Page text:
Most people today who live in cities, particularly large ones, have become accustomed to a relatively high level of general and public surveillance, whether it is the police patrolling the streets, cameras in shopping malls or intelligent security solutions deployed in public transportation systems. Many feel that as long as these systems benefit them as citizens and keep them safe, general surveillance can be accepted and people feel safer as a result. It has become part of the fabric of 21st century life for many.
Many of us value individual safety, especially in cities. Physical security systems are capable of delivering exactly that to citizens, though the management and operation of these systems can be challenging at times. Cities today often use video management systems or other platforms to view camera footage, protect citizens and property, analyze incidents, evaluate security and to help them determine appropriate responses to events such as natural disasters, disruptions to transportation and other municipal services, and other threats to public safety. They may also use intrusion, access control, building automation and fire detection systems in their management of a city’s security, in conjunction with video surveillance.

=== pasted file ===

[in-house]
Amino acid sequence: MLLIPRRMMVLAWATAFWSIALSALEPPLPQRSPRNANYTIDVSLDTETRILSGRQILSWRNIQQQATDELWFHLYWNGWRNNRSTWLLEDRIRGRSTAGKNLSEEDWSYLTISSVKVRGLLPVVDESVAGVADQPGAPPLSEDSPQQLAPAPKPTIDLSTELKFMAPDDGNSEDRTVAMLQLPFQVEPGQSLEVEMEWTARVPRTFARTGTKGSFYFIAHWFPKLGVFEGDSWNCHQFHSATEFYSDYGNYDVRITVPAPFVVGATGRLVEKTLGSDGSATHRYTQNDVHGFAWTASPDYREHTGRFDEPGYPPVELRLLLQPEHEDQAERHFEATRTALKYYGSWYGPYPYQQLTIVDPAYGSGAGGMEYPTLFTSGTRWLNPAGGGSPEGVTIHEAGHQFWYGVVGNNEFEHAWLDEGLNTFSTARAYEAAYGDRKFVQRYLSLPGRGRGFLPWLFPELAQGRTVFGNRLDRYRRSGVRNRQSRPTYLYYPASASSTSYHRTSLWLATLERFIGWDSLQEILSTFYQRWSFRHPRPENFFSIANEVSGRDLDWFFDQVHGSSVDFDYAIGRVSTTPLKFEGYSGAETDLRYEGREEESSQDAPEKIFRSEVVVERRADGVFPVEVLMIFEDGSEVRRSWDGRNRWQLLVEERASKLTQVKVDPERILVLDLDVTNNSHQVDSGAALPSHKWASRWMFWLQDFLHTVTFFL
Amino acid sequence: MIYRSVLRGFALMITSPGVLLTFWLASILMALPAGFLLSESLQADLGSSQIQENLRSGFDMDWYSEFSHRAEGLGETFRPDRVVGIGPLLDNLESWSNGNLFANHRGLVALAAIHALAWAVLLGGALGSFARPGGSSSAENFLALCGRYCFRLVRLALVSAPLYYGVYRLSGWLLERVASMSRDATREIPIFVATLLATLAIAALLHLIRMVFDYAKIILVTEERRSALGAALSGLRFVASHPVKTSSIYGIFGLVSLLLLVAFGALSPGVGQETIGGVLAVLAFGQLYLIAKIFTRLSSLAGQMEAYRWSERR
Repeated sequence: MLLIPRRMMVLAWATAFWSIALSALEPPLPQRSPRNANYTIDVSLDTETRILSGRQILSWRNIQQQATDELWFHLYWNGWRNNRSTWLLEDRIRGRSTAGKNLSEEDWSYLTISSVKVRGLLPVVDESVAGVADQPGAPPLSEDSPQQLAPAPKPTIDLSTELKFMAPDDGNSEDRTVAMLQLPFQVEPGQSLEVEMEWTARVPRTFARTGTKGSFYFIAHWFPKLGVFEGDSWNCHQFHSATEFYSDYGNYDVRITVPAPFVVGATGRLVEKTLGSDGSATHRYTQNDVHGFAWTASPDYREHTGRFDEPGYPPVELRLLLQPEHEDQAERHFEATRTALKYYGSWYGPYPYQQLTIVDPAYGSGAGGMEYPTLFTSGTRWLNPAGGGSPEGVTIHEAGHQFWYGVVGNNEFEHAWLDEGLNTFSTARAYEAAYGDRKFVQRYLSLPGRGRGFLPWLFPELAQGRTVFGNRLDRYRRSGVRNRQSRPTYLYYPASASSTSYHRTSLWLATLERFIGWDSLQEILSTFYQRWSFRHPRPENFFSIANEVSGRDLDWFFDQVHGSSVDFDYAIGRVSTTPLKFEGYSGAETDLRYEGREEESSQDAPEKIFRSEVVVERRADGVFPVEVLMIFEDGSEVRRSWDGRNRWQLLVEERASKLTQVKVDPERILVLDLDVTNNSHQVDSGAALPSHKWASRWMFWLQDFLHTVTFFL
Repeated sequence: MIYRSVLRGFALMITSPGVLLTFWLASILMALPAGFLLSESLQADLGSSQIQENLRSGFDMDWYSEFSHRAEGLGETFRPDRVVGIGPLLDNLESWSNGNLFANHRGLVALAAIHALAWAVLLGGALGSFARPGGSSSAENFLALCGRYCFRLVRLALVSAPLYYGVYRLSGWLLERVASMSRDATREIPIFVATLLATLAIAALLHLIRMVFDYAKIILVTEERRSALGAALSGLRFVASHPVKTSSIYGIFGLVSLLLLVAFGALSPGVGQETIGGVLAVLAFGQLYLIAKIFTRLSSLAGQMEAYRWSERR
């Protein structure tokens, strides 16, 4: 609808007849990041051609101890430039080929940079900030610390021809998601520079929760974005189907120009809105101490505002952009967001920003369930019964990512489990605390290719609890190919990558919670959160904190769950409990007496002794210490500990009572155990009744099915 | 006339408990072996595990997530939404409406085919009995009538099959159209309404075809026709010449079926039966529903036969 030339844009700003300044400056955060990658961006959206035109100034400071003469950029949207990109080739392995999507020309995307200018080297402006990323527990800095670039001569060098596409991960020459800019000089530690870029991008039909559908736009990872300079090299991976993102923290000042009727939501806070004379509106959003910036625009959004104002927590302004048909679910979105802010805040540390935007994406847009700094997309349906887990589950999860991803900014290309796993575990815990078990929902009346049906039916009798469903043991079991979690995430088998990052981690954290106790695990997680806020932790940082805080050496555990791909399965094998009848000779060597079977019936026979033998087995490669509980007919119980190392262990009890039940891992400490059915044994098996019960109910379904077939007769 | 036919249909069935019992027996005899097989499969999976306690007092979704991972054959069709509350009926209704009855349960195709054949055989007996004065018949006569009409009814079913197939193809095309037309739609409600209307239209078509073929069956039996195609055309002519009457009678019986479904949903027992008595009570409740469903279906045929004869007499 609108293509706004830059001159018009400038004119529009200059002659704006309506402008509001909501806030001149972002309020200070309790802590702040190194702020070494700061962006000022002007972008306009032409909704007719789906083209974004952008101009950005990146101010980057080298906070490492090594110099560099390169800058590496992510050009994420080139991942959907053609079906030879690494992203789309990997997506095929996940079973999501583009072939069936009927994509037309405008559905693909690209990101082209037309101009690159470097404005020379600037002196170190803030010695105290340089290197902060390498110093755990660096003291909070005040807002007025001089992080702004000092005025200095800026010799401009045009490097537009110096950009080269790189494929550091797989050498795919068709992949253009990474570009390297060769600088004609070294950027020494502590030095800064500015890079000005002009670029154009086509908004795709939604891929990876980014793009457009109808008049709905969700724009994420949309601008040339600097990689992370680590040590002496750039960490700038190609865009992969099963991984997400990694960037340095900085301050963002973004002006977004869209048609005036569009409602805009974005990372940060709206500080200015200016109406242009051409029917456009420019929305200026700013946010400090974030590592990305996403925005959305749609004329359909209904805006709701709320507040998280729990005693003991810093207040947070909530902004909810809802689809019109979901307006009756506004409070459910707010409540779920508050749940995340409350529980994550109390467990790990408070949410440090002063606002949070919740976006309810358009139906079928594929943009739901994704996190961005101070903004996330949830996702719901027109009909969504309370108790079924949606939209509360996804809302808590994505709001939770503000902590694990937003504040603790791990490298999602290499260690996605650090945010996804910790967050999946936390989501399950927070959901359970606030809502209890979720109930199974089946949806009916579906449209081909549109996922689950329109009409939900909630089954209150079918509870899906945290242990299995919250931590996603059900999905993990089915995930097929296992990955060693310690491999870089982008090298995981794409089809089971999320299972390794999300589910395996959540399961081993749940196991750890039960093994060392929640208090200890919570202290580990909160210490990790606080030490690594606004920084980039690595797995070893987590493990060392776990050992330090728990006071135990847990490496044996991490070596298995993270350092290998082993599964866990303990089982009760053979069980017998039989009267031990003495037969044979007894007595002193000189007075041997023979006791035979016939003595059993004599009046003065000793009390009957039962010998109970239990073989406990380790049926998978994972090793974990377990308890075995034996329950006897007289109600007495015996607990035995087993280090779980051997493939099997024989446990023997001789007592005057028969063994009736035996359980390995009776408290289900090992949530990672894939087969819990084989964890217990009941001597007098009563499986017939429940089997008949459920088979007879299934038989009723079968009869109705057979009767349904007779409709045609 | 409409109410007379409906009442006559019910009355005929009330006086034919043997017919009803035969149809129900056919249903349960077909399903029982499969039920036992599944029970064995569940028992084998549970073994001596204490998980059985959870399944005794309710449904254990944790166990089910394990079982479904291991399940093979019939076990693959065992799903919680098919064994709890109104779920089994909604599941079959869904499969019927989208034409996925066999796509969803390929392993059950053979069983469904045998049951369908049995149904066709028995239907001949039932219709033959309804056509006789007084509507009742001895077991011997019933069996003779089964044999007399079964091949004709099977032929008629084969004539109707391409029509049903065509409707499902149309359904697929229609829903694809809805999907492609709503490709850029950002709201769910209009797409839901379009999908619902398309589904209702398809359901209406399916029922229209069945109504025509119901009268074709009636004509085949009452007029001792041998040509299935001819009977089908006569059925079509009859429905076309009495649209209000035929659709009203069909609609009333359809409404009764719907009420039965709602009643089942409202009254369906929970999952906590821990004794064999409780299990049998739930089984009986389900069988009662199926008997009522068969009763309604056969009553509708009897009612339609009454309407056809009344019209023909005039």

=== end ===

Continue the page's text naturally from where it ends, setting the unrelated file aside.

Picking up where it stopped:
Cities implementing this connected security approach have been dubbed ‘safe cities.’ Most safe cities share a common infrastructure and operate using sensors and/or cameras over a shared municipal network. Using these sensors and the data from many different devices synthesized through one interface, government officials and law enforcement are afforded a total, holistic view of a city’s security…Click HERE to read full article.